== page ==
Yan Geng’s MFA thesis looks in many ways like just another exercise in modernist painting. In fact, the exhibition has already been criticized as just. From a distance, as I approach each painting, it is almost all too pretty. But I also have trouble with the assertion that with so much criticism of Edmonton’s modernist history lately, a young artist could seriously practice pure formalism without bringing in some discourse from the past thirty years.
Geng has taken up a keen interest in the sub-conscious and the subsurface by probing deeper into the human psyche. His paintings are figurative, but the faces have been removed because he doesn’t “believe that the face itself really shows us very much truth on the surface.” As a figurative idea, I think this is a dull realisation; the sub-conscious and sub-surface realized though strict modernist painting is cliché – I’m recalling the work of the late Surrealists and the Automatistes here. Artists like Paul-Émile Borduas and Jean-Paul Riopelle uninhibited themselves in some way to unleash their subconscious mind, reflected in abstracted forms with narrative titles. It’s interesting, but without further investigation, this method of art making has run its course.
Image credit: Yan Geng "Perplexed" 2009. Acrylic and Oil on Linen, 57"X39.5"
But, underneath the seemingly pristine surfaces is an undulating, filthy texture, which breaks the surface and hints at something both fascinating and distressing underneath. I’m charmed by Geng’s texture. The pure surface of the paint is tainted by some wretched something trapped under it. If I were neurotic, I’d scratch it out when no one was looking.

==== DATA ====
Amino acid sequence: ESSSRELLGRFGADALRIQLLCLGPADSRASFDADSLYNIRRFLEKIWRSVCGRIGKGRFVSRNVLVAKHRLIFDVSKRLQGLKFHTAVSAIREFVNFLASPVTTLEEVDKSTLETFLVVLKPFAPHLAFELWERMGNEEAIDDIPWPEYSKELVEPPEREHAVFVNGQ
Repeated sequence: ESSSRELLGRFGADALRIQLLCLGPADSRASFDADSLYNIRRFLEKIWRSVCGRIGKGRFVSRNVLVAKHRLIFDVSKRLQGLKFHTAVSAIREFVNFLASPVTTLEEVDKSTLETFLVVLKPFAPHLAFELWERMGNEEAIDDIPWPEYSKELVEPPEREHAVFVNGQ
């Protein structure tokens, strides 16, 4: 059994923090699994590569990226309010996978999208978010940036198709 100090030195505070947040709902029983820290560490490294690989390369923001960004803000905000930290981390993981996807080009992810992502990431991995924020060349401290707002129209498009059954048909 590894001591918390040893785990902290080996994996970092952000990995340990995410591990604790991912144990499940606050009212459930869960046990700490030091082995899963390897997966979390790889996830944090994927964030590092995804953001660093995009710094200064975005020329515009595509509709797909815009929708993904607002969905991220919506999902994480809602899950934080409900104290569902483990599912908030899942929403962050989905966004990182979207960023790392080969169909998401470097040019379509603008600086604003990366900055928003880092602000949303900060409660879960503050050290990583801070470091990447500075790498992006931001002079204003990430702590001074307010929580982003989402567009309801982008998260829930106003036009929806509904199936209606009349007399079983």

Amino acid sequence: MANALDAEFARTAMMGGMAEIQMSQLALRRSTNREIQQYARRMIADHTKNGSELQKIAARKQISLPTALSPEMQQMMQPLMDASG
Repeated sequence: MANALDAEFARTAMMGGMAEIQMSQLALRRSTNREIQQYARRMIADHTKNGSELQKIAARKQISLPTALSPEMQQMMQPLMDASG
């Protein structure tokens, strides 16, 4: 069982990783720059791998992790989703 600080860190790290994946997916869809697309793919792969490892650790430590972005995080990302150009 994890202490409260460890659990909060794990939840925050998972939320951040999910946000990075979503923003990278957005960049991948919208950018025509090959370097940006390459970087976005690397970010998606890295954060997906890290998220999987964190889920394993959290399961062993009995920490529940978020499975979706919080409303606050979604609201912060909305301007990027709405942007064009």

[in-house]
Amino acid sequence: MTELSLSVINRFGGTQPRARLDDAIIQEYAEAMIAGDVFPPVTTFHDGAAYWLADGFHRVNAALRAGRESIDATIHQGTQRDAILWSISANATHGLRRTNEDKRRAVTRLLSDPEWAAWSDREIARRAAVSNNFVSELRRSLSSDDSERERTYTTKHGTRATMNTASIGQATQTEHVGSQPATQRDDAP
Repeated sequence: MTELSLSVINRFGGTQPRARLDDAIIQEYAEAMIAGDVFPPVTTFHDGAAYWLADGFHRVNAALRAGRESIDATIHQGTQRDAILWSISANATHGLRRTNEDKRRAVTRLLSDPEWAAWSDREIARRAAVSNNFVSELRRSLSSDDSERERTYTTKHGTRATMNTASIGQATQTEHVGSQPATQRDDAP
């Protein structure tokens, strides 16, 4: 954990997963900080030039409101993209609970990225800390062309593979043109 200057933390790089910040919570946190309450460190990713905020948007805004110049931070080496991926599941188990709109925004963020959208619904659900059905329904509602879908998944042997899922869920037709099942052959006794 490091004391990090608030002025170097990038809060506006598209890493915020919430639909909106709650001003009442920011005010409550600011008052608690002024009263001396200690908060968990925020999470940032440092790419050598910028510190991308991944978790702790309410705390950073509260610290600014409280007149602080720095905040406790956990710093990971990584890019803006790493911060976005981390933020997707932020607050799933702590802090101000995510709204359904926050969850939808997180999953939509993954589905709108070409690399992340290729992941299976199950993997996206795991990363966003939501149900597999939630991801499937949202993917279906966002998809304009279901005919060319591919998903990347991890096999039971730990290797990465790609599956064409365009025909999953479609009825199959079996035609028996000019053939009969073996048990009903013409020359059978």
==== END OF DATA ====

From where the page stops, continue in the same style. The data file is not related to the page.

The works that drew me from across the room is a series of three paintings, hanging around the corner of the upper gallery. They are three large paintings that look almost like colour-field works, titled "Perplexed", "Exhausted" and "Insidious". Though still vaguely figurative, the shapes have been so abstracted that they have lost meaning. It’s a head, I think. The same shape is repeated across all three canvases, but the colours are pop, almost neon. The emotions used to title the pieces are not symmetrical (I’m thinking, tritely, of symmetry like agony and ecstasy). I’m glad that Geng doesn’t try to bow to our need for balance and meaning and investigates all feelings, as asymmetrical as they exist.
Overall, I think its very odd that a so-called modernist painter would choose a subject matter that rejects the surface as any source of truth, pointing out that in our own realities, the surface is a thin, inexpressive veneer for a complex machine working underneath, which contains content that cannot ever be expressed visually or literally or emotively.
Geng is satirizing painting at the end of painting. That a style meant to effuse all meaning and method in art has become just as emotive and inexpressive and perplexing as its predecessors. And yet, as artists, as a community we’re still obsessing over the surface. It’s humorous, and it’s an interesting direction for an artist to take his formalist training.
- S.H. Edmonton